Orchard Trees - Cherries
( Originally Published 1927 )
Small-fruited members of the genus prunus, wild and cultivated, are grouped under the popular name, cherries, by common consent. The pie cherry of New-England gar-dens is prunus cerasus, Linn. It often runs wild from gar-dens, forming roadside thickets, with small sour red fruits, as nearly worthless as at home in the wilds of Europe and Asia. This tree has, through cultivation, given rise to two groups of sour cherries cultivated in America. The early, light-red varieties, with uncolored juice, of which the Early Richmond is a familiar type, and the late, dark-red varieties, with colored juice, of which the English Morello is the type.
The sweet cherry of Europe (P. Avium, Linn.) has given us our cultivated sweet cherries, whose fruit is more or less heart-shaped.
Japan celebrates each spring the festival of cherry blossom time, a great national fête, when the gardens burst suddenly into the marvelous bloom of Sakura, the cherry tree, symbol of happiness, in which people of all classes delight. The native species (P. pseudo-Cerasus), has been cultivated by Japanese artist-gardeners in the one direction of beauty for centuries. Not in flowers alone, but in leaf, in branching habit, and even in bark, beauty has been the ideal toward which patience and skill have striven success-fully. "Spring is the season of the eye," says the Japanese poet. Of all their national flower holidays, cherry blossom time, in the third month, is the climax.
The Wild Cherry
Prunus Pennsylvanica, Linn.
The wild red, bird, or pin cherry grows in rocky woods, forming thickets and valuable nurse trees to hardwoods, from Newfoundland to Georgia, and west to the Rocky Mountains. The birds enjoy the ruddy little fruits and hold high carnival in June among the shining leaves. Many an ugly ravine is clothed with verdure and whitened with nectar-laden flowers by this comparatively worthless, short-lived tree; and in many burnt-over districts, the bird. sown pits strike root, and the young trees render a distinct service to forestry by this young growth, which is gone by the time the pines and hardwoods it has nursed require the ground for their spreading roots.
The Wild Black Cherry
P. serotina, Ehrh.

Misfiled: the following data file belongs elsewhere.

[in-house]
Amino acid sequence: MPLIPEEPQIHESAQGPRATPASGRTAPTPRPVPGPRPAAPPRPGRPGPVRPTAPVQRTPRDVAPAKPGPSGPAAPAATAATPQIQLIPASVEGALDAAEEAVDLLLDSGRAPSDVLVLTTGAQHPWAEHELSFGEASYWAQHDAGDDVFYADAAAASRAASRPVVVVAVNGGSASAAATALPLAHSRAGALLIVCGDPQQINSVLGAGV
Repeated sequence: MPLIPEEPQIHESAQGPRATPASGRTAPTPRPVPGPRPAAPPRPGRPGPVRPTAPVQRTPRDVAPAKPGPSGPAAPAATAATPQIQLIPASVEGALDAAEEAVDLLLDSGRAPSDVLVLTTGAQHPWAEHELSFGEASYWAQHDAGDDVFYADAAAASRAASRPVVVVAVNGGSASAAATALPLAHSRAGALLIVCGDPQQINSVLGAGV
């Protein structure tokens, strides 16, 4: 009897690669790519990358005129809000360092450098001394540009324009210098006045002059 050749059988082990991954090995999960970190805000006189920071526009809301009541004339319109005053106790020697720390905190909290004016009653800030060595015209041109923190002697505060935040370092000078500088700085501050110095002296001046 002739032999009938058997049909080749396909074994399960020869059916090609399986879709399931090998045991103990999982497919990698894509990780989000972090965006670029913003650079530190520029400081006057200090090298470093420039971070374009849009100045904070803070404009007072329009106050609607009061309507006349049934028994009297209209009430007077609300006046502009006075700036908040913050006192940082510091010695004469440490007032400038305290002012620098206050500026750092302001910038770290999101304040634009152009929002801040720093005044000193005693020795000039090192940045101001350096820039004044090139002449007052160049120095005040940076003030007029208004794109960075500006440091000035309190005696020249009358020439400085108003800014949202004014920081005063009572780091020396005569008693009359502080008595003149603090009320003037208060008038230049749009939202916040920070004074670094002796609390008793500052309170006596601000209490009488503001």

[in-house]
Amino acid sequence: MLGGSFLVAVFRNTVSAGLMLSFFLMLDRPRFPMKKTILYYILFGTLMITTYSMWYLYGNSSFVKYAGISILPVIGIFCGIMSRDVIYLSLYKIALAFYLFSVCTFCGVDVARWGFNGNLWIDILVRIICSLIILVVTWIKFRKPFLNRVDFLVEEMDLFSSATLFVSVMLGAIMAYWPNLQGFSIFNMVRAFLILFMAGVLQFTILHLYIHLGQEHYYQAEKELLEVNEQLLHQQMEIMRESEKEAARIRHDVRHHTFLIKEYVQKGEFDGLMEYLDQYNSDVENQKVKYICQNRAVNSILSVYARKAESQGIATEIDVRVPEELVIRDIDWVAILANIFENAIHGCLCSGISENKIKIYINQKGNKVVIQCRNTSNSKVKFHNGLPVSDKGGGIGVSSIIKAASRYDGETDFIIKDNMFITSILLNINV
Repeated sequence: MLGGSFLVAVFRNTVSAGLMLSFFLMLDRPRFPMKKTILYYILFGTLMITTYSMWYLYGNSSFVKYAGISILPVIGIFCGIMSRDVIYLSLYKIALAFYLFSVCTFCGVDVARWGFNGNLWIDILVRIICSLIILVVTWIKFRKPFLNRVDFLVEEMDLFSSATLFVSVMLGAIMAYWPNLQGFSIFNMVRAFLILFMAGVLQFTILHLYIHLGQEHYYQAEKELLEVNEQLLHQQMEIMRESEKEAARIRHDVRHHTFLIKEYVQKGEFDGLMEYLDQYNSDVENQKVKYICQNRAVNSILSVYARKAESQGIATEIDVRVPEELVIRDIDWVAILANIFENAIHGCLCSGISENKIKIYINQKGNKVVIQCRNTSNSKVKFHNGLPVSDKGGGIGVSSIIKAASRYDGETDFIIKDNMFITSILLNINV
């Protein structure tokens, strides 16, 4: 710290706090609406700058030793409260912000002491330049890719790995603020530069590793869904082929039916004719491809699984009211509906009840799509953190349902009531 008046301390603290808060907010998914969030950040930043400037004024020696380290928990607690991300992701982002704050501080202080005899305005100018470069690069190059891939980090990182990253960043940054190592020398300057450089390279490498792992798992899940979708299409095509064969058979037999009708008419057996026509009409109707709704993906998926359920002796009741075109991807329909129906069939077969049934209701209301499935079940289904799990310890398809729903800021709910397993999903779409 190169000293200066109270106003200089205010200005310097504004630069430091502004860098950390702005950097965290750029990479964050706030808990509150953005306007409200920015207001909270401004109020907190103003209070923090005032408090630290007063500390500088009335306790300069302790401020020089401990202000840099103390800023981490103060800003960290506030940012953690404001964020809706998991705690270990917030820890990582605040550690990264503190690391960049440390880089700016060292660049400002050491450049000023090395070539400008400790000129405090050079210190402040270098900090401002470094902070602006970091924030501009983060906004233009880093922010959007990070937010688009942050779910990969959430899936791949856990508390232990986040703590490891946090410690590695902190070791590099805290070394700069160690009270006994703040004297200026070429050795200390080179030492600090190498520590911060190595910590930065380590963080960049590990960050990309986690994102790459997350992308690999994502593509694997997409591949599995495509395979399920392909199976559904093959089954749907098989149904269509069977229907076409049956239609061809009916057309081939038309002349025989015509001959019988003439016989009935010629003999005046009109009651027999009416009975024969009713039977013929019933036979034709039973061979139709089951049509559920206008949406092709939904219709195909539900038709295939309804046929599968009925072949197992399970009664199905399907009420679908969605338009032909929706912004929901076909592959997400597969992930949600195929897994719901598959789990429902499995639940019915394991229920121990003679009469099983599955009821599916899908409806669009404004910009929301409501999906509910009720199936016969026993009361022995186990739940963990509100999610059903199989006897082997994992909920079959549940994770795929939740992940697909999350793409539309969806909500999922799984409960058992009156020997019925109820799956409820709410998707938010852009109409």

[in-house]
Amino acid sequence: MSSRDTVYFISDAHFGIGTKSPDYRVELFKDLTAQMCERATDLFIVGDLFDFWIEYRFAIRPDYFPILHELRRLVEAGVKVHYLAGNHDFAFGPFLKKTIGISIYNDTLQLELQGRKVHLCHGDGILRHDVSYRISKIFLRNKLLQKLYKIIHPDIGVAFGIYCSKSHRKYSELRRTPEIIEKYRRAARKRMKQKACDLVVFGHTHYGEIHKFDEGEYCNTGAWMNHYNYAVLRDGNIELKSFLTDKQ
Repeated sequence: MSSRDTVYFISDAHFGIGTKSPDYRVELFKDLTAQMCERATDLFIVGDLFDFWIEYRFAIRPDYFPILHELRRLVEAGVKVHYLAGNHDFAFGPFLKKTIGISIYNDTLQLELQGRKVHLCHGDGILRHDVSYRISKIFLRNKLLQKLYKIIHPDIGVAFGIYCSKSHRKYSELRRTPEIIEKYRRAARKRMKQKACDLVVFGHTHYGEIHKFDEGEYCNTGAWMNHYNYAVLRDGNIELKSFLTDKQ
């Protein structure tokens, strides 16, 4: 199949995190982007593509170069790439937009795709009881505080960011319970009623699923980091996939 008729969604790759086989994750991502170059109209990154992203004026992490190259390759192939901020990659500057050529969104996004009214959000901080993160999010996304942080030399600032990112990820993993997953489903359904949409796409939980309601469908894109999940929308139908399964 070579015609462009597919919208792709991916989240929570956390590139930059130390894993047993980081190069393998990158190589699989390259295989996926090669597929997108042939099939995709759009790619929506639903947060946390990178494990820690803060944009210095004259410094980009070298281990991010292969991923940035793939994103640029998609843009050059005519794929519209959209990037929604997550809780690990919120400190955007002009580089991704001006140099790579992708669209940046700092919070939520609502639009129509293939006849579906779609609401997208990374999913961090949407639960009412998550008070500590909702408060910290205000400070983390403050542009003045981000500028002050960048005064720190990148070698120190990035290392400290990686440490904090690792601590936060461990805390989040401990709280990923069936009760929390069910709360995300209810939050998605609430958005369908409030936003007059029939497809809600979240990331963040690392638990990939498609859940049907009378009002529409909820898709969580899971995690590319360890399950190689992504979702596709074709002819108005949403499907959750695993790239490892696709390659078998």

The wild black cherry or rum cherry (see illustration, page 166), is the substantial lumber tree of the genus, whose ponderous trunk furnishes cherry wood, vying with mahogany and rosewood in the esteem of the cabinet-maker, who uses cherry for veneer oftener than for solid furniture.
The drug trade depends upon this tree for a tonic de-rived from its bark, roots, and fruit. Cherry brandies, cordials, and cherry bounce, that good old-fashioned home- brewed beverage, are made from the heavy-clustered fruits that hang until late summer, turning black and losing their astringency when dead ripe.
From Ontario to Dakota, and south to Florida and Texas, this tree is found, reaching its best estate in moist, rich soil, but climbing mountain canyons at elevations of from five to seven thousand feet. A worthy shade and park tree, the black cherry is charmingly unconventional, carrying its mass of drooping foliage with the grace of a willow, its satiny brown bark curling at the edges of irregular plates like that of the cherry birch.
The Choke Cherry P. Virginiana, Linn.
The choke cherry is a miniature tree no higher than a thrifty lilac bush, from the Eastern states to the Mississippi, but between Nebraska and northern Texas it reaches thirty-five feet in height. The trunk is always short, often crooked or leaning, and never exceeds one foot in diameter. Its shiny bark, long racemed flowers and fruit, and the pungent odor of its leaves and bark might lead one to confuse it with a black cherry sapling. But there is a marked difference between the two species. The choke cherry's odor is not only pungent, but rank and disagreeable besides. The leaf of the choke cherry is a wide and abruptly pointed oval. The fruit until dead ripe is red or yellow, and so puckery, harsh, and bitter that children, who eat the black cherries eagerly, cannot be persuaded to taste choke cherries a second time.
Birds are not so fastidious; they often strip the trees before the berries darken. It is probably by these unconscious agents of seed distribution that choke-cherry pits are scattered. From the Arctic Circle to the Gulf of Mexico, and from the Atlantic to the Rocky Mountains this worthless little choke cherry is found in all wooded regions.